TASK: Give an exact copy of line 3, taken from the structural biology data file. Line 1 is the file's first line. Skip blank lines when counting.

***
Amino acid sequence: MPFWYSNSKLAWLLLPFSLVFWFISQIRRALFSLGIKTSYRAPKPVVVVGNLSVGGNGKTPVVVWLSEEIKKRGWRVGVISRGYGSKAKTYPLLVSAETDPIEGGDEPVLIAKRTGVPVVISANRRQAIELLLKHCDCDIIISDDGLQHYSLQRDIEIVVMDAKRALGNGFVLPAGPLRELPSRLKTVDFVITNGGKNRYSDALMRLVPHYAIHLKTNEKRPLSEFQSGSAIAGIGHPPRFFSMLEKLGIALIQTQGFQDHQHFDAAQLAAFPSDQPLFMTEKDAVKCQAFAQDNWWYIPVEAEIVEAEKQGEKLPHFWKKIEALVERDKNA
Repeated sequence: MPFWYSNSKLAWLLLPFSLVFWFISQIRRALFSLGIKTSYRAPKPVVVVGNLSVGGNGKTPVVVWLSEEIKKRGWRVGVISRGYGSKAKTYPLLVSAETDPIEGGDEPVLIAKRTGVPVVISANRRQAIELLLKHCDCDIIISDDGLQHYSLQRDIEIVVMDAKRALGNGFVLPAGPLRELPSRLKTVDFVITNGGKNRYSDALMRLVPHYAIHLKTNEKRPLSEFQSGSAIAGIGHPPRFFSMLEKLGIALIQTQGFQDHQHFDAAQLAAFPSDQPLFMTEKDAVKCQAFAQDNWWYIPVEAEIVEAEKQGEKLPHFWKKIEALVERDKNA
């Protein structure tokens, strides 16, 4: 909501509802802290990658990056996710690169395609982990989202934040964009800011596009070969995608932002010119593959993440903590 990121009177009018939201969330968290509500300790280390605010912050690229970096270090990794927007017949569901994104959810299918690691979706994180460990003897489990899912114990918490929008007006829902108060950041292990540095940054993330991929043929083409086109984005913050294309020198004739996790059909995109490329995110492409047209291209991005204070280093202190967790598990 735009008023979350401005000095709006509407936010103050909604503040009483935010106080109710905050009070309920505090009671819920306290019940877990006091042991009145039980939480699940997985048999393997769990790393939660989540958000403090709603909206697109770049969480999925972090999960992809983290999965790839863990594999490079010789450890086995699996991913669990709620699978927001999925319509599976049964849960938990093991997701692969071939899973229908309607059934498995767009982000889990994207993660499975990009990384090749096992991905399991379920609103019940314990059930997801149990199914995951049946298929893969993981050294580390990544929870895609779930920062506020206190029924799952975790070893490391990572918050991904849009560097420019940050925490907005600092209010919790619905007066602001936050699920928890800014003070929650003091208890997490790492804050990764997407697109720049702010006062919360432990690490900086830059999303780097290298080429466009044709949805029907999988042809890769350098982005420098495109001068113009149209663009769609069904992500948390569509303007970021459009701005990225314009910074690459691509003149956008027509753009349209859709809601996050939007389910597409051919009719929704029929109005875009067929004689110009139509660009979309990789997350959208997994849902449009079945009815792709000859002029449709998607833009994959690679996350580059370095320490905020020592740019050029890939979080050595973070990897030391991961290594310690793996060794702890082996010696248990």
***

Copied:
């Protein structure tokens, strides 16, 4: 909501509802802290990658990056996710690169395609982990989202934040964009800011596009070969995608932002010119593959993440903590 990121009177009018939201969330968290509500300790280390605010912050690229970096270090990794927007017949569901994104959810299918690691979706994180460990003897489990899912114990918490929008007006829902108060950041292990540095940054993330991929043929083409086109984005913050294309020198004739996790059909995109490329995110492409047209291209991005204070280093202190967790598990 735009008023979350401005000095709006509407936010103050909604503040009483935010106080109710905050009070309920505090009671819920306290019940877990006091042991009145039980939480699940997985048999393997769990790393939660989540958000403090709603909206697109770049969480999925972090999960992809983290999965790839863990594999490079010789450890086995699996991913669990709620699978927001999925319509599976049964849960938990093991997701692969071939899973229908309607059934498995767009982000889990994207993660499975990009990384090749096992991905399991379920609103019940314990059930997801149990199914995951049946298929893969993981050294580390990544929870895609779930920062506020206190029924799952975790070893490391990572918050991904849009560097420019940050925490907005600092209010919790619905007066602001936050699920928890800014003070929650003091208890997490790492804050990764997407697109720049702010006062919360432990690490900086830059999303780097290298080429466009044709949805029907999988042809890769350098982005420098495109001068113009149209663009769609069904992500948390569509303007970021459009701005990225314009910074690459691509003149956008027509753009349209859709809601996050939007389910597409051919009719929704029929109005875009067929004689110009139509660009979309990789997350959208997994849902449009079945009815792709000859002029449709998607833009994959690679996350580059370095320490905020020592740019050029890939979080050595973070990897030391991961290594310690793996060794702890082996010696248990």